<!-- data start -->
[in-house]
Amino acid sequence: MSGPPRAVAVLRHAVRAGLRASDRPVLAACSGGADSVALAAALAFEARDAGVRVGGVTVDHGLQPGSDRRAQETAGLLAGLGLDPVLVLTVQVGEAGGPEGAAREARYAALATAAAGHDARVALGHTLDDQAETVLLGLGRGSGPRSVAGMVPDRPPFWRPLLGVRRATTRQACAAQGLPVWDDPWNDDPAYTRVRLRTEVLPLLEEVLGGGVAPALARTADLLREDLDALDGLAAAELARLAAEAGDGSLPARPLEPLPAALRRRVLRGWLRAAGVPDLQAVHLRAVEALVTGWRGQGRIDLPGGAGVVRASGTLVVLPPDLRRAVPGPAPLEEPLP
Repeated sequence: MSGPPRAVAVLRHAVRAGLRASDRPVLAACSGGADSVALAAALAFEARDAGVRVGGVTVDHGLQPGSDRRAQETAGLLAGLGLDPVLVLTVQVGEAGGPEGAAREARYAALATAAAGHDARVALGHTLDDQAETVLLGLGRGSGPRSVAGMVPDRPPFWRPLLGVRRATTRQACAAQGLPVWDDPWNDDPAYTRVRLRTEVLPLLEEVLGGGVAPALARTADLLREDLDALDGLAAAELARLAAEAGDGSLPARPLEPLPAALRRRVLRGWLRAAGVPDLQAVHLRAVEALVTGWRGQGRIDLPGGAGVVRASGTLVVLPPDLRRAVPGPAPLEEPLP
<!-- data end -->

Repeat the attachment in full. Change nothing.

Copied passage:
[in-house]
Amino acid sequence: MSGPPRAVAVLRHAVRAGLRASDRPVLAACSGGADSVALAAALAFEARDAGVRVGGVTVDHGLQPGSDRRAQETAGLLAGLGLDPVLVLTVQVGEAGGPEGAAREARYAALATAAAGHDARVALGHTLDDQAETVLLGLGRGSGPRSVAGMVPDRPPFWRPLLGVRRATTRQACAAQGLPVWDDPWNDDPAYTRVRLRTEVLPLLEEVLGGGVAPALARTADLLREDLDALDGLAAAELARLAAEAGDGSLPARPLEPLPAALRRRVLRGWLRAAGVPDLQAVHLRAVEALVTGWRGQGRIDLPGGAGVVRASGTLVVLPPDLRRAVPGPAPLEEPLP
Repeated sequence: MSGPPRAVAVLRHAVRAGLRASDRPVLAACSGGADSVALAAALAFEARDAGVRVGGVTVDHGLQPGSDRRAQETAGLLAGLGLDPVLVLTVQVGEAGGPEGAAREARYAALATAAAGHDARVALGHTLDDQAETVLLGLGRGSGPRSVAGMVPDRPPFWRPLLGVRRATTRQACAAQGLPVWDDPWNDDPAYTRVRLRTEVLPLLEEVLGGGVAPALARTADLLREDLDALDGLAAAELARLAAEAGDGSLPARPLEPLPAALRRRVLRGWLRAAGVPDLQAVHLRAVEALVTGWRGQGRIDLPGGAGVVRASGTLVVLPPDLRRAVPGPAPLEEPLP